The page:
Bitch Magazine’s Horror Show

Posted in Websites on October 8, 2010 by dunyazad

Bitch Magazine’s media site has started a series on women in horror movies. Their first two entries are by web site editor Kelsey Wallace and Ax Wound zine creator Hannah Neurotica, respectively. Hannah’s entry starts like so:

“The conventional wisdom is that women don’t want to be scared—or enjoy scary movies only insofar as the terror gives them the opportunity to snuggle up to male companions, as Entertainment Weekly pointed out in a 2009 piece. This strikes me as bizarre. Women bleed, after all, regularly and sometimes very heavily. We push human beings out of our bodies. We deal with constant threats to our safety. So it only makes sense that women can portray fear, terror, and gore onscreen in ways only those who’ve experiences it up close and personal can. ”

Speak it, sister.

Oh, and they’re giving away a copy of The Exorcist for the best comment, so there’s that.

The October Challenge: Storm of the Century

Posted in Reviews on October 8, 2010 by dunyazad

I kind of fell out of love with Stephen King in the 1990s. I was a faithful constant reader, in King’s words, for the previous decade. King was one of the few writers I would buy in hardback on the day of release. At some point, though, I realized that the thrill was gone. Oh, he was still capable of good books now and then (particularly story collections like Everything’s Eventual), but King, for me, became like a middle-aged husband who can only get it up every so often and that only with the help of pharmaceuticals. The affection was still there, but, sheesh, every so often a girl wants to go for a hard, wild ride. And King wasn’t getting it done. I still buy King in hardback, by the way, but I usually wait until they’re remaindered because it’s cheaper than a paperback these days. I think part of what contributed to my wandering eye was the rash of TV movies and mini-series that began to appear in the 1990s. These tended to literalize King’s ideas in ways that were not flattering to the writer. It didn’t help that most of them were made by Mick Garris, who may be a nice guy but who isn’t much of a director.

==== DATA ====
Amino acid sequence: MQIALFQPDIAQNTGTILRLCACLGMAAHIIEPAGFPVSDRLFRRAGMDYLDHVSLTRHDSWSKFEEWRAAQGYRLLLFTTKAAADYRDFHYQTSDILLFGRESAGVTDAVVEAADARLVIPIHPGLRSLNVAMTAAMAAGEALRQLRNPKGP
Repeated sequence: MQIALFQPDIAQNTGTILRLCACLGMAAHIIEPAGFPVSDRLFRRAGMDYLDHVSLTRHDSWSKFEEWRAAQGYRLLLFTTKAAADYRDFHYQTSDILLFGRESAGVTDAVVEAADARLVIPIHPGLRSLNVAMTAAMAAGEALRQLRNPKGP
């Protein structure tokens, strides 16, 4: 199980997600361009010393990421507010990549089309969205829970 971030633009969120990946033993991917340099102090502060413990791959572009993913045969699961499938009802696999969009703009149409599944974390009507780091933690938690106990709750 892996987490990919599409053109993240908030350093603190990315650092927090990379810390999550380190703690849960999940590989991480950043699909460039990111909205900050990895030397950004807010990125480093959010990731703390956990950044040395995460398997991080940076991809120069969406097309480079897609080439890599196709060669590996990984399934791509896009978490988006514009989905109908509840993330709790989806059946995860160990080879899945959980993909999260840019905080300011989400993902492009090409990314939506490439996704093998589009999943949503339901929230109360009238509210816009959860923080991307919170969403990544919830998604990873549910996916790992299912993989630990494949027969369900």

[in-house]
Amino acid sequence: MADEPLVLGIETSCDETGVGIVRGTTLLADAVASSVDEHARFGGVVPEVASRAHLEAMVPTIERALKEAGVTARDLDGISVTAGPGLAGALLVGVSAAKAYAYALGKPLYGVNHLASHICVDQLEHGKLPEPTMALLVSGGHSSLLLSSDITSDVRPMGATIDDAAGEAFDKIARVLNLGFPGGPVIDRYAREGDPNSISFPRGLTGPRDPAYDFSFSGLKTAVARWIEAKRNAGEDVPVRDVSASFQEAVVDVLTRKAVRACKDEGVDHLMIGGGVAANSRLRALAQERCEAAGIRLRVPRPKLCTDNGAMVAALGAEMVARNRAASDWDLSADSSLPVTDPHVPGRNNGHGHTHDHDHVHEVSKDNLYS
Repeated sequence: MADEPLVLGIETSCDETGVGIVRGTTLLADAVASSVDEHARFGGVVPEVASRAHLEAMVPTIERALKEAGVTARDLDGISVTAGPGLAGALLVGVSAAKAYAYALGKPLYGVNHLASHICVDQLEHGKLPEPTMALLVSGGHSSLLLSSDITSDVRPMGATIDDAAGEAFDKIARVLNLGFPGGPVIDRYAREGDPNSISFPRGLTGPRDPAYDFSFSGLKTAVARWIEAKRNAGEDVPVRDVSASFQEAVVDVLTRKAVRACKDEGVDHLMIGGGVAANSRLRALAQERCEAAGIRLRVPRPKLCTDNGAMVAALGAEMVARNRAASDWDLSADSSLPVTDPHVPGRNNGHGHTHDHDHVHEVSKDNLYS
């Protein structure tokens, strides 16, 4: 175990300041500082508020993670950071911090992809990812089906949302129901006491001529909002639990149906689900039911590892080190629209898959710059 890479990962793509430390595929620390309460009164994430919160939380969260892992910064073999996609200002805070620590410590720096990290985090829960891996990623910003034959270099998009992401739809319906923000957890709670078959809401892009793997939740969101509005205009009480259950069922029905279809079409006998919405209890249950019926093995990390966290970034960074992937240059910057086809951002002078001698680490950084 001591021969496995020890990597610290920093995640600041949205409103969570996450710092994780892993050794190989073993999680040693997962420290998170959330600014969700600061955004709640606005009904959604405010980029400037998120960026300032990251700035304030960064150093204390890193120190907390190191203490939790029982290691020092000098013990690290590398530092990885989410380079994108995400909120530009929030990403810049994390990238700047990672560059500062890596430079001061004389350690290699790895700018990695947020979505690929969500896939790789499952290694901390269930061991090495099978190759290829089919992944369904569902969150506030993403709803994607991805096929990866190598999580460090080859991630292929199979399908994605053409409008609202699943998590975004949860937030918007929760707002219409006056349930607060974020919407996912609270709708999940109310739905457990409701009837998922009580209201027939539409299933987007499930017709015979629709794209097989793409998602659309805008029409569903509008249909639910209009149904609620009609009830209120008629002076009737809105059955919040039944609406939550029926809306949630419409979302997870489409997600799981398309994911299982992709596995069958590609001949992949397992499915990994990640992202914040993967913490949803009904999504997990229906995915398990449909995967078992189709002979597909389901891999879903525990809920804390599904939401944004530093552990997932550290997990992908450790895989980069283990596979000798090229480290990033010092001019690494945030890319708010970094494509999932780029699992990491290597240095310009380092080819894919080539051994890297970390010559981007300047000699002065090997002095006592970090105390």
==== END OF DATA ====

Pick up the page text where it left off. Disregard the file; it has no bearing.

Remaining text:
The upshot of this is that I skipped King’s original miniseries, Storm of the Century, when it originally aired in 1999 and never felt the need to catch up to it until now. Continue reading

The October Challenge: Metropolis

Posted in Horror History, Reviews with tags on October 4, 2010 by dunyazad

I don’t remember the first time I saw Metropolis (1927, directed by Fritz Lang). If I had to guess, I’d say I saw a showing on public television sometime in the late 1970s or early 1980s. I’m sure that my first viewing was a chopped up public domain print. I don’t ever remember seeing a pristine version of the film, and none longer than about 90 minutes. Metropolis, for me, has always been a confusion of images: indelible, sure, but not a coherent narrative. I never got around to seeing the restoration from the early parts of the 2000s, the one finished just before they found an almost-complete print of the film in Buenos Aires. When I heard that the new restoration, including the newly found footage, would be playing near me, I jumped at the chance.